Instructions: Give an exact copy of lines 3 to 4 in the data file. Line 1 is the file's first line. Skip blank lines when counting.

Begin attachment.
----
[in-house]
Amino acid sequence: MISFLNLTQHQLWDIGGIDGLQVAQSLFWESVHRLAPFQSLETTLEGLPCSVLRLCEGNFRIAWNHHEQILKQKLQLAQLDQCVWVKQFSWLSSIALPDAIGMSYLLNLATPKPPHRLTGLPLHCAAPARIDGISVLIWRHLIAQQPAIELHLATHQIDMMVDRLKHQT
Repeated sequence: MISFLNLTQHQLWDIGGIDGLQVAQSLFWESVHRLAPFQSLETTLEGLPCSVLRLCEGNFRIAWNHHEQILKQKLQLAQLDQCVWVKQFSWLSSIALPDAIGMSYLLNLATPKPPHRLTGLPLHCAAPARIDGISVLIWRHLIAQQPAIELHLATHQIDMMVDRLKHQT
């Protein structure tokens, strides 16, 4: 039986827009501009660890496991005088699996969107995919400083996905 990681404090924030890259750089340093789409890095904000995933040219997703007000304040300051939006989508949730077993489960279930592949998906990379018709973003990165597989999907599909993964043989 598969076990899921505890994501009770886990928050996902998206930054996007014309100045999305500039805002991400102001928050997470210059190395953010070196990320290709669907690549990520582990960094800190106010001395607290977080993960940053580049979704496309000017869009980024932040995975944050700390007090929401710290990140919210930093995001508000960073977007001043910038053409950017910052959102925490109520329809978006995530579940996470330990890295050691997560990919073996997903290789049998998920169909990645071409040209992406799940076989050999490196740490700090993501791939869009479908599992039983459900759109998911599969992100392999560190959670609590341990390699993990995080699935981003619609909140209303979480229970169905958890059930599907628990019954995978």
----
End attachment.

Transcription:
Repeated sequence: MISFLNLTQHQLWDIGGIDGLQVAQSLFWESVHRLAPFQSLETTLEGLPCSVLRLCEGNFRIAWNHHEQILKQKLQLAQLDQCVWVKQFSWLSSIALPDAIGMSYLLNLATPKPPHRLTGLPLHCAAPARIDGISVLIWRHLIAQQPAIELHLATHQIDMMVDRLKHQT
């Protein structure tokens, strides 16, 4: 039986827009501009660890496991005088699996969107995919400083996905 990681404090924030890259750089340093789409890095904000995933040219997703007000304040300051939006989508949730077993489960279930592949998906990379018709973003990165597989999907599909993964043989 598969076990899921505890994501009770886990928050996902998206930054996007014309100045999305500039805002991400102001928050997470210059190395953010070196990320290709669907690549990520582990960094800190106010001395607290977080993960940053580049979704496309000017869009980024932040995975944050700390007090929401710290990140919210930093995001508000960073977007001043910038053409950017910052959102925490109520329809978006995530579940996470330990890295050691997560990919073996997903290789049998998920169909990645071409040209992406799940076989050999490196740490700090993501791939869009479908599992039983459900759109998911599969992100392999560190959670609590341990390699993990995080699935981003619609909140209303979480229970169905958890059930599907628990019954995978």